Trading an Intraday Double Top

An Intraday Double Top chart pattern will form frequently and once recognized, becomes a tradeable pattern. I use one minute charts most often when Scalping, but this pattern can appear on various time frame charts.

The first thing to understand is what causes the pattern to form. Let's go ahead and break it down into stages with possible scenarios. Understand that I will be referring to an Intraday Double Top for the purpose of this article, but most of this can apply to other time frames as well.

A stock price rises because the level of demand is more than the level of supply for a particular stock. A Top is formed because of one of two occurrences: 1) when the previous demand is absorbed and therefore no longer exists at the same ratio compared to the available supply, or 2) when additional sellers step in and provide so much supply of shares for sale, that the price declines because there is not enough demand for the number of shares for sale.

Either way, once a Top is formed it is considered a resistance level. Often, once a pullback occurs there will be a second run at the top a short while later forming an intraday Double Top - if the level holds the second time.

This pullback I just mentioned from the first top, does not always occur. If it doesn't, then you will have a breakout, not a top. Also, a pullback from a top does not mean a second run will occur towards the top. In this case, it would be a plain reversal.

Finally, a second, or double top is not guaranteed neither. The second run at the top could produce a breakout instead and continue moving higher.

Let's take a look at an intraday Double Top that formed today. In fact, the chart below shows two separate intraday Double Tops that formed.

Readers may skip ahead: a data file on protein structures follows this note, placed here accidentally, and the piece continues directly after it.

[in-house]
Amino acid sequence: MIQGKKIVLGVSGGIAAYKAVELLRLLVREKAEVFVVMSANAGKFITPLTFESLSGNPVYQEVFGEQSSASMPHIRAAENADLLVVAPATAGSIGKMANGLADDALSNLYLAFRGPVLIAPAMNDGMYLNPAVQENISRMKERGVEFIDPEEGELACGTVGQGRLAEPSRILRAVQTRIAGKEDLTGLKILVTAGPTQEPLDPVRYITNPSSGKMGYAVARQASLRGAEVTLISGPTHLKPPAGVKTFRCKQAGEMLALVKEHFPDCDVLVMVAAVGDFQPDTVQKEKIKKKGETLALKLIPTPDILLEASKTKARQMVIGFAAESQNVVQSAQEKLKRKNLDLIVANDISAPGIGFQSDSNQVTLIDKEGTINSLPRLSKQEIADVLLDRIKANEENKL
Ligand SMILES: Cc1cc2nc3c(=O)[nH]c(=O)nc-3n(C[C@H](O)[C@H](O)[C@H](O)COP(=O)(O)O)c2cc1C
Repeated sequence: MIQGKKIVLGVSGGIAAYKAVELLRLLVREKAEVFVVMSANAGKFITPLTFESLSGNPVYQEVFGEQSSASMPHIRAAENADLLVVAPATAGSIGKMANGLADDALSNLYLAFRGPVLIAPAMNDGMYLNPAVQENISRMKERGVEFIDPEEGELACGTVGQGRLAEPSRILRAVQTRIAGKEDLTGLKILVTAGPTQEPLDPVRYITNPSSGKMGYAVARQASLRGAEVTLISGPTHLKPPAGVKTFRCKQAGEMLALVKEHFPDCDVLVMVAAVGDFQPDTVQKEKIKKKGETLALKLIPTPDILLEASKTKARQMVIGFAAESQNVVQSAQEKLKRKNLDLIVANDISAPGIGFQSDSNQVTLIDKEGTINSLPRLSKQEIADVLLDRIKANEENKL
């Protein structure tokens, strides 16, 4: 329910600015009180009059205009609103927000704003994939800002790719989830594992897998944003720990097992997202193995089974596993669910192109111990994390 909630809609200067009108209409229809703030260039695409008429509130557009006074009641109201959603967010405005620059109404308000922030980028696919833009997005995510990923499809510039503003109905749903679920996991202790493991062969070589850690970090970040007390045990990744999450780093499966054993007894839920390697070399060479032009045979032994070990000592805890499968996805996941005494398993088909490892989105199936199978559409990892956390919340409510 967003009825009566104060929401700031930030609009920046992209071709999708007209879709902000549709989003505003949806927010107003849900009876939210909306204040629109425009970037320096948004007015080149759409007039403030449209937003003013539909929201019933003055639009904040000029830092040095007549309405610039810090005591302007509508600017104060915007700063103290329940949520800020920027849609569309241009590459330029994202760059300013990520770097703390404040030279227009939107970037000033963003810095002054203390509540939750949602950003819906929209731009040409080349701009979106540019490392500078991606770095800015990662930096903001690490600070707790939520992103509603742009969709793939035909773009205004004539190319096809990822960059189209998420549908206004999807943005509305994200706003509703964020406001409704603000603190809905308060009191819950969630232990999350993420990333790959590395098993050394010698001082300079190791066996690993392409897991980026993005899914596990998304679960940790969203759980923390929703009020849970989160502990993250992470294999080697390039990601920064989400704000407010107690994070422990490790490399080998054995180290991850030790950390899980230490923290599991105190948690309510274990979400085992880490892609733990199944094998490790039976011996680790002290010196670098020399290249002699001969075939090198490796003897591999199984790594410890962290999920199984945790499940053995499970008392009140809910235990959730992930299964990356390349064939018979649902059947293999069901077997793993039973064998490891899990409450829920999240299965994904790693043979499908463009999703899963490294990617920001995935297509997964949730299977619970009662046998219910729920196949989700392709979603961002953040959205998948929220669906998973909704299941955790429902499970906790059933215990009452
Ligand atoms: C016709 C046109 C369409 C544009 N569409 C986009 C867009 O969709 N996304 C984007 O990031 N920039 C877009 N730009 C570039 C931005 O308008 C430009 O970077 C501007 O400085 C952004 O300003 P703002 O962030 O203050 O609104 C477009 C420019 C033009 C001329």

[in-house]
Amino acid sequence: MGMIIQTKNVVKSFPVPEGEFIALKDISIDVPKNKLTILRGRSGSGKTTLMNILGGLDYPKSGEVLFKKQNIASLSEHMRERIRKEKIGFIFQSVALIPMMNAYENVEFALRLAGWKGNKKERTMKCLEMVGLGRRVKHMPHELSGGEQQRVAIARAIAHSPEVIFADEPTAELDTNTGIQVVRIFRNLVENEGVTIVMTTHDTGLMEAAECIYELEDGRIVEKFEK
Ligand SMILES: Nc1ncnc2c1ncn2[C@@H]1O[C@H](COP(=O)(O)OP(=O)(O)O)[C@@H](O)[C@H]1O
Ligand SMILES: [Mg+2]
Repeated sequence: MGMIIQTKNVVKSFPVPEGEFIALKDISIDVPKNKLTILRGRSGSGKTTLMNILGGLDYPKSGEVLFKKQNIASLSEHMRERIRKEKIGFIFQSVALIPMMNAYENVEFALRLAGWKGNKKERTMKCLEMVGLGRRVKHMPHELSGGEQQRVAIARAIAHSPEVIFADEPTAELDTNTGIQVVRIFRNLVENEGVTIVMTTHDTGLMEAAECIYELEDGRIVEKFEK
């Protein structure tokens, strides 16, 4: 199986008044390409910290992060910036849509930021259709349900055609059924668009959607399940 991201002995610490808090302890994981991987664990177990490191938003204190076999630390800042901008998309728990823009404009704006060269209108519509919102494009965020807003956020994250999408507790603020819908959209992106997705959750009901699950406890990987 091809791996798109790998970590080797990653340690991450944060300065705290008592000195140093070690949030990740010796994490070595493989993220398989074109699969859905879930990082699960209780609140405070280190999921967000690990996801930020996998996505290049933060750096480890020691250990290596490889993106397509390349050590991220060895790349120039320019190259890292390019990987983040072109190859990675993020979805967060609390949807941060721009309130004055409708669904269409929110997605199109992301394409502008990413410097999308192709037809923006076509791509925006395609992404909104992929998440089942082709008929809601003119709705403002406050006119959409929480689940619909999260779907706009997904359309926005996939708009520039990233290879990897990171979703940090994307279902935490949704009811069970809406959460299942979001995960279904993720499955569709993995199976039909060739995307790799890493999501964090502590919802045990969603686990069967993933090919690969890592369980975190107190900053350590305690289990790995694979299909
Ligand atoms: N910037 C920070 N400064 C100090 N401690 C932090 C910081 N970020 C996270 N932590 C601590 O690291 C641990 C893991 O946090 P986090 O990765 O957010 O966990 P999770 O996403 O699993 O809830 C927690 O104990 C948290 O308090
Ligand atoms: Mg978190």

Intraday Double Top

The first Top we are concerned with occurred a few minutes before 12 noon at $11.38, labeled (1). You'll notice that between 10:45 and just before 12 noon there were several peaks that could have been considered "tops" as they occurred. The way we differentiate between these and the one just before noon is that after each of the prior tops, there were higher highs, therefore an intraday Double Top could not occur as the highs must be equal, or close to equal.

Shortly after 12 noon, a second run towards the prior top was made at $11.38 and the level held. This caused a reversal and it is at this point (2) that an entry signal for a short position is triggered.

Entering a short position here expecting the Intraday Double Top to hold would mean having a stop loss set at or near $11.40. If the price continued higher, it would mean the pattern is something other than you were expecting and it is time to get out.

The second intraday Double Top formed at about 1:20 p.m. at $11.44 (3) with a pullback, then a second run towards the top shortly after 2 p.m. (4) again triggering and entry signal for another short position with a stop loss at or near $11.46 to be safe.

Using the stop loss examples I mentioned, we would be risking .02 for this particular pattern example. You can see that we could have easily had a 1:2 through 1:5 Risk to Reward Ratio in these trades, meaning we could have gained between 2 and 5 times what we were risking which is a great high probability trading scenario.

See the same example above with the addition of a technical indicator for additional entry confirmation here: Intraday Double Top with MACD Indicator 07/06/2009.

Here are more pages to help with various chart patterns:




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